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Reasons why your disability claim was denied

After a life-changing illness or injury that has left you in a position where you can no longer work at your Houston job, you may have decided to file for social security disability benefits. After fighting through what can sometimes be a long and difficult process, the Social Security Administration (SSA) finally responded to your claim. Unfortunately, they responded with a denial. Now what do you do?

The first thing you should do is find out why the Social Security Administration denied your claim. In some cases, it may be something as simple as a clerical error, but there are other reasons that might require you to go through the entire appeals process. In general, the SSA denies approximately 66 percent of all disability claims. Even more receive denials during the first appeal that claimants submit. This means that the last thing you should do is throw in the towel after you get a denial. To understand more about why you might have received a Social Security Disability denial, read below.

Disability due to substance abuse

If your disability is a direct result of continued substance abuse, the SSA will more than likely deny your claim. While many claims receive approval where individuals have mental or physical limitations due to past abuse, the key difference is that continued use is not a contributing factor to the problems.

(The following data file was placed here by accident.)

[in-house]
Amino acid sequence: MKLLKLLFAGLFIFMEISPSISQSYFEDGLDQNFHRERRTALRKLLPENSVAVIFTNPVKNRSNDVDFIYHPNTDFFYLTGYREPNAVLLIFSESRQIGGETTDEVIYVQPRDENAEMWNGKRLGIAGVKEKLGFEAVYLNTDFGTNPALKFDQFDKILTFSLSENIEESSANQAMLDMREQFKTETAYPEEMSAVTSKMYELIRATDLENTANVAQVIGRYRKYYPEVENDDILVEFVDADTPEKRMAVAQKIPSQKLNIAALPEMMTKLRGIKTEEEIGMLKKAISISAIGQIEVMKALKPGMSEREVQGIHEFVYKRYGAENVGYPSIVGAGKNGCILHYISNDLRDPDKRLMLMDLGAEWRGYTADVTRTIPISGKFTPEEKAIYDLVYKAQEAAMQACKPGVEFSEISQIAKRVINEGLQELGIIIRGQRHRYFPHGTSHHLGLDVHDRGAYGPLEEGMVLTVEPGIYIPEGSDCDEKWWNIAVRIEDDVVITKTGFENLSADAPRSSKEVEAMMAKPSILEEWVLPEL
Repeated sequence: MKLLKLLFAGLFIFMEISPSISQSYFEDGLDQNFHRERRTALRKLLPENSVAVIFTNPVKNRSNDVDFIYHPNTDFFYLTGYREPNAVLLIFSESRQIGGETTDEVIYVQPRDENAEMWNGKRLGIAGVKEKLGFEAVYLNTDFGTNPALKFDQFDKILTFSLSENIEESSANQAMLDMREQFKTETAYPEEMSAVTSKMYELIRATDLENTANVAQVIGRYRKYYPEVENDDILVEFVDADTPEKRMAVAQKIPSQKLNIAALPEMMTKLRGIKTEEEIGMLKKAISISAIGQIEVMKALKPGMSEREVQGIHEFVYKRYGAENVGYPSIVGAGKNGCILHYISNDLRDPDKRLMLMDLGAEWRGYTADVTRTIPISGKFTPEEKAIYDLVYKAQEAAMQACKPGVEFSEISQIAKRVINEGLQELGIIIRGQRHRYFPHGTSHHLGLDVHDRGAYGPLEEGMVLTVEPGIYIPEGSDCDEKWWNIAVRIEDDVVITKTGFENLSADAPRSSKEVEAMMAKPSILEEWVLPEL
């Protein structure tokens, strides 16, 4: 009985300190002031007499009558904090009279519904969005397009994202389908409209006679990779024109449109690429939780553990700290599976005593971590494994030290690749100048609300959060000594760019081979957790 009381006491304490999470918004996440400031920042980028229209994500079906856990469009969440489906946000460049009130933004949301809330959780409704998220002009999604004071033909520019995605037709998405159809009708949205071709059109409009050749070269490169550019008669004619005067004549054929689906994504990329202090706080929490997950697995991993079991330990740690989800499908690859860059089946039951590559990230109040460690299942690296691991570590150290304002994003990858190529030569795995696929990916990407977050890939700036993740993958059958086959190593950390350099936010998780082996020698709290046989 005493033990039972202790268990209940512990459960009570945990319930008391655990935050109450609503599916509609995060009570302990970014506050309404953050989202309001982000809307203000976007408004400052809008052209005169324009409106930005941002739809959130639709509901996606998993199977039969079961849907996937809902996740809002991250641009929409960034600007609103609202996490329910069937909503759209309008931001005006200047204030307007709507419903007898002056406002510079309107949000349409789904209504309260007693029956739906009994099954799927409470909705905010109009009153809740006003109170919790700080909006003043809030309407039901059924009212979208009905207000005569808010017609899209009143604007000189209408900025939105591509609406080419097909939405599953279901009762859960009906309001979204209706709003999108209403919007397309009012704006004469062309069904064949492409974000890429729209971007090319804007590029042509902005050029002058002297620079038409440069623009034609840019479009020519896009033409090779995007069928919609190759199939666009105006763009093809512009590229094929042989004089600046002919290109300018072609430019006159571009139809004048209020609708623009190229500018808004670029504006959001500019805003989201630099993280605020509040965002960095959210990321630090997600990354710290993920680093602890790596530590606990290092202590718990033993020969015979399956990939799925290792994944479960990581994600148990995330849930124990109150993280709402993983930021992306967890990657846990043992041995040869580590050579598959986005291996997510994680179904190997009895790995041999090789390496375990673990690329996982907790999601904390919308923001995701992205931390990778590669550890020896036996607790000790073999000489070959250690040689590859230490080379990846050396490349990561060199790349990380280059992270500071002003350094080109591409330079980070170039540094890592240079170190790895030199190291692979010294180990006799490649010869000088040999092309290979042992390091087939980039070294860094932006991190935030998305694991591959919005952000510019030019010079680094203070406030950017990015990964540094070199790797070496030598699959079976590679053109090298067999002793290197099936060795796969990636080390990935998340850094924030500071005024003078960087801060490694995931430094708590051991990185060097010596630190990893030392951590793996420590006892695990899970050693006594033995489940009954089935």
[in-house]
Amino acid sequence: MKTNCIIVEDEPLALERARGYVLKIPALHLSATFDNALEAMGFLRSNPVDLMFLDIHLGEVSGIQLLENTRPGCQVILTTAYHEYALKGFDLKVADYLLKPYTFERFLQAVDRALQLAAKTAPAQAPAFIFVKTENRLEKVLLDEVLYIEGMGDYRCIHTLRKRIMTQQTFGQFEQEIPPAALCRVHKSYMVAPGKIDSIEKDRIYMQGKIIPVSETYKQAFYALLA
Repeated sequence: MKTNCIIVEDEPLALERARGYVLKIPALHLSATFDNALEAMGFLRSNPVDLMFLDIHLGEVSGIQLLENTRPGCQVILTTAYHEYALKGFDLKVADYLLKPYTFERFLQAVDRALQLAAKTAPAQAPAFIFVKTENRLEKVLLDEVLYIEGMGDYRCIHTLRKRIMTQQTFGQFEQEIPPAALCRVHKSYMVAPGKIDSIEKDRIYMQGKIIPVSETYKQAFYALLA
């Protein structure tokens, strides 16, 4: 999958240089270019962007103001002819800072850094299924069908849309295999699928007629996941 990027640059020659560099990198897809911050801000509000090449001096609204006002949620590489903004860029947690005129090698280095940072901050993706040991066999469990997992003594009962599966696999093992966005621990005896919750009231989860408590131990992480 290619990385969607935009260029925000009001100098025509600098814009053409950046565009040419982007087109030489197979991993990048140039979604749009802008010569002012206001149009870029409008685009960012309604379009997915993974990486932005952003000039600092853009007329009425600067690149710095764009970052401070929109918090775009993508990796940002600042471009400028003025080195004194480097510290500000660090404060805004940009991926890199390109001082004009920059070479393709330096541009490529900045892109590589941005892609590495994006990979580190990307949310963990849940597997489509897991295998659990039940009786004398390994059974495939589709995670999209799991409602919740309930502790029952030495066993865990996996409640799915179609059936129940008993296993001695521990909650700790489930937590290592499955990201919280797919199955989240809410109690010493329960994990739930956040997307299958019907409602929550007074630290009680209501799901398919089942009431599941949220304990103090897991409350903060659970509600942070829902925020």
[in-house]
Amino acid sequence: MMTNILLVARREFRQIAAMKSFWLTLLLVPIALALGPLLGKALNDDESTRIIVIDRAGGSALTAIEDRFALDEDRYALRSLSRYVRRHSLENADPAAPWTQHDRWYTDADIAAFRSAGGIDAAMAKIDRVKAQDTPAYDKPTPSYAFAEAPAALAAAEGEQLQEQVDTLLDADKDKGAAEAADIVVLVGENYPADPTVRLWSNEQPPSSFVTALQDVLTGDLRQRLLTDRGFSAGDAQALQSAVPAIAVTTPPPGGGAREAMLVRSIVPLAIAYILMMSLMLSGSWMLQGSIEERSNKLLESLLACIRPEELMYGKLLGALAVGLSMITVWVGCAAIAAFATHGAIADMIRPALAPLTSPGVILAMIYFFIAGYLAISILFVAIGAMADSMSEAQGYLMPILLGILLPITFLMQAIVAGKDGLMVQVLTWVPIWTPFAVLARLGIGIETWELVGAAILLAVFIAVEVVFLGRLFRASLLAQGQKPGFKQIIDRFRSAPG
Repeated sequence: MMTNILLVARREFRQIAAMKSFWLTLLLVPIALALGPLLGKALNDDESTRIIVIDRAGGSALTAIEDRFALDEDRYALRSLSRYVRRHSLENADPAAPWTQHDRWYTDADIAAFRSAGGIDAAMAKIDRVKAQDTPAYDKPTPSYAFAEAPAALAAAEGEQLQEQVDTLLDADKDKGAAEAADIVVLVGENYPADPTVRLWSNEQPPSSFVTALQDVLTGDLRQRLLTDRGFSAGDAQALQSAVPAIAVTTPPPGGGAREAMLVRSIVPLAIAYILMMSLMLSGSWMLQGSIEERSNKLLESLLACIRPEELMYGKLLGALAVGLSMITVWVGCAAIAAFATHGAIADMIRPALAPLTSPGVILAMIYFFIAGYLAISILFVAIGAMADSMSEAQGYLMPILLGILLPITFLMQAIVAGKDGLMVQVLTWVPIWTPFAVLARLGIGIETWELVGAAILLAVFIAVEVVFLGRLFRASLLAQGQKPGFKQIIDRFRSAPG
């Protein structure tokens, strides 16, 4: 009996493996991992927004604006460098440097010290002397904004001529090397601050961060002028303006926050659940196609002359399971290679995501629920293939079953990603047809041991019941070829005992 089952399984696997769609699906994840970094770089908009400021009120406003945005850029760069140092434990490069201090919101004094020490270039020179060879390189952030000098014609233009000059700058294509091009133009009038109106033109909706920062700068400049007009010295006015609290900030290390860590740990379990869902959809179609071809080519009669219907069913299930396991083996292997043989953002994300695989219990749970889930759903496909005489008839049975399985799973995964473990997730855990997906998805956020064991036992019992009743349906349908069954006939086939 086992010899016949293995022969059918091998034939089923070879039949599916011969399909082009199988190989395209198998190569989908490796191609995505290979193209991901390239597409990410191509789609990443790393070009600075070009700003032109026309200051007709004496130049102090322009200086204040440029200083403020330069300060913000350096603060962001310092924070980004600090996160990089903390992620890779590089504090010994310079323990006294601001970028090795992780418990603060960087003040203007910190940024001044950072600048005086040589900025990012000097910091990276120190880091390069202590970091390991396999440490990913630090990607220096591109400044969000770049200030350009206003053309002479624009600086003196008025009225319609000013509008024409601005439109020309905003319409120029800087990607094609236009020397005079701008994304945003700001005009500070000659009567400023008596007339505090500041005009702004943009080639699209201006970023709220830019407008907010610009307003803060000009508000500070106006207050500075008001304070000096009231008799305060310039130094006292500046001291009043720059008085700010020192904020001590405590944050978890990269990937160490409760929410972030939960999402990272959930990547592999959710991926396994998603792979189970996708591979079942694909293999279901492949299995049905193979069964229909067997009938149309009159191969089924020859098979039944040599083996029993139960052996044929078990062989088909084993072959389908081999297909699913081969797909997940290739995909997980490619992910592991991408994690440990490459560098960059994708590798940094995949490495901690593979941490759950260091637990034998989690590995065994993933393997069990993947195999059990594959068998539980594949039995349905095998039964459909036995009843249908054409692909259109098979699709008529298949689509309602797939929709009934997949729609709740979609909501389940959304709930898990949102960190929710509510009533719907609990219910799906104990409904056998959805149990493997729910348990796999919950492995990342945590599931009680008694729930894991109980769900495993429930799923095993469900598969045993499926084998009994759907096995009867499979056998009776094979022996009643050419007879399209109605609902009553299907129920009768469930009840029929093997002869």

High earnings

Social Security Disability Insurance (SSDI) benefits are based the income you have earned since you began working. Therefore, the more earnings you have over a lifetime, the higher your benefits will be. If you are working when you apply for benefits, however, the SSA is more likely to deny your application, even if the amount you are earning is below the substantial gainful activity threshold (Currently, $1,170.00).

The disability will last for less than one year

In order to be eligible for SSDI benefits, you have to be able to prove that your disability is long-term and will last for more than one year. If your medical records indicate that you will be able to return to your regular work in less than a twelve-month period, the SSA will deny your claim.

Lack of treatment records

When you file for disability, you will have to submit medical records. If your records do not indicate that you have a disability that is severe enough to prevent you from working, the SSA will more than likely issue a denial. In order for your disability to be considered significant in the eyes of the SSA, you will need records from treating physicians, counselors and other professionals that adequately identify the extent of your disability and why it keeps you for working.

If you have received a denial for Social Security Disability benefits, there are a number of reasons that might have contributed to the SSA's decision. Take the time to find out the exact reason and then start the appeals process.

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